The Vienna Philharmonic (German: Wiener Philharmoniker), often shortened to just Philharmonic or called the Austrian Philharmonic, is a bullion coin of gold, silver, or platinum produced by the Austrian Mint (Münze Österreich). The coin is named for the Vienna Philharmonic orchestra, which inspired the design of both sides. It was introduced in 1989 as a one ounce and a quarter ounce gold coin with a face value of 2,000 and 500 Austrian schillings respectively. In later years, more sizes and metals were added. It is generally one of the world's best selling bullion coins.
In 2002, with the adoption of the euro currency, the nominal value of the one-ounce gold coin was changed to 100 Euros. Because they are not in the standard circulating denominations (from 1 Euro Cent to €2), the coins are legal tender in Austria only and not in the whole Eurozone. Like any bullion coin though, their actual value is based primarily on the metal content and the spot price of that metal on the commodities markets.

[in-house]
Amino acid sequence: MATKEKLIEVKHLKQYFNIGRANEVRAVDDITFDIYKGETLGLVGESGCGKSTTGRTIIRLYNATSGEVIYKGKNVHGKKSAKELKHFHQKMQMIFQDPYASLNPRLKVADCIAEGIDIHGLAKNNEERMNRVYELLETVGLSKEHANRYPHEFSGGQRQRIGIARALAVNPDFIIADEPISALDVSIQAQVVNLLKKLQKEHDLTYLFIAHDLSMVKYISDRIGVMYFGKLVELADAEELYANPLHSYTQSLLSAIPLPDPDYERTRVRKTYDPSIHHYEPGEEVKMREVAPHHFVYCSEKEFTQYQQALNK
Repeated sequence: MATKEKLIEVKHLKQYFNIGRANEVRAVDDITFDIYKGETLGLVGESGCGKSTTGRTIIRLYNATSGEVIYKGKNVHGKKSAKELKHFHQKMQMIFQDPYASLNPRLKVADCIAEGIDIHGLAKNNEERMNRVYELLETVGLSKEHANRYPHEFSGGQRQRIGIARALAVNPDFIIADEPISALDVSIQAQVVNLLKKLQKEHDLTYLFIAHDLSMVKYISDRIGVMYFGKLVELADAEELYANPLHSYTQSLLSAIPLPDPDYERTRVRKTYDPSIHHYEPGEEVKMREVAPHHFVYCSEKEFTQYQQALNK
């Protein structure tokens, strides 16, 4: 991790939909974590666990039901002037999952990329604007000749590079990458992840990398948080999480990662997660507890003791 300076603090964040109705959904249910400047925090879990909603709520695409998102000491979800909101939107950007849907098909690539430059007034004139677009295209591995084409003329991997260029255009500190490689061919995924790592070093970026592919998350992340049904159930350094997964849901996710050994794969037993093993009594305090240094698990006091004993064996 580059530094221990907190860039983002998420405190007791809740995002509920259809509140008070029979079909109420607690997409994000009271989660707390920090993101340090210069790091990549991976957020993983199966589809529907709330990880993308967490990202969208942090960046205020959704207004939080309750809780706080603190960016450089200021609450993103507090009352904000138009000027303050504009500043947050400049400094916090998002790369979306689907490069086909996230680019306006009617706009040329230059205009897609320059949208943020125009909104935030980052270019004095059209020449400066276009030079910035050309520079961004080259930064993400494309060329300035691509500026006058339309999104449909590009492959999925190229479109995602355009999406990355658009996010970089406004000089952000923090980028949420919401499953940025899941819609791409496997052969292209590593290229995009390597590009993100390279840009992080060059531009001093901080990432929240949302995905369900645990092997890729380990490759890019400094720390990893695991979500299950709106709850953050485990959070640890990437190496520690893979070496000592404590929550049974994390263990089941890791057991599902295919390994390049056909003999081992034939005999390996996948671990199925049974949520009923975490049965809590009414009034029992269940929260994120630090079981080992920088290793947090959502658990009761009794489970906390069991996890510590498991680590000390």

The design on the coin remains the same each year; only the year of issue changes. The obverse of the coin depicts the pipe organ in the Vienna Musikverein's Golden Hall. The reverse shows instruments of the Vienna Philharmonic, including Vienna horn, bassoon, harp, and four violins centred on a cello. Both designs were produced by Thomas Pesendorfer, who was the chief engraver of the Austrian Mint between 1993 and 2016.
The obverse design of the coin features the pipe organ from Goldener Saal (the Golden Hall) in the Musikverein, the concert hall in Vienna where the Vienna Philharmonic orchestra plays.
Around above, the legend REPUBLIK ÖSTERREICH (translated from German: Republic of Austria).
In the exergue, the precious metal content 1 UNZE GOLD 999.9 (one troy ounce of 99.99% gold), below which the date of issue [year].
Around below, the nominal face value 100 EURO.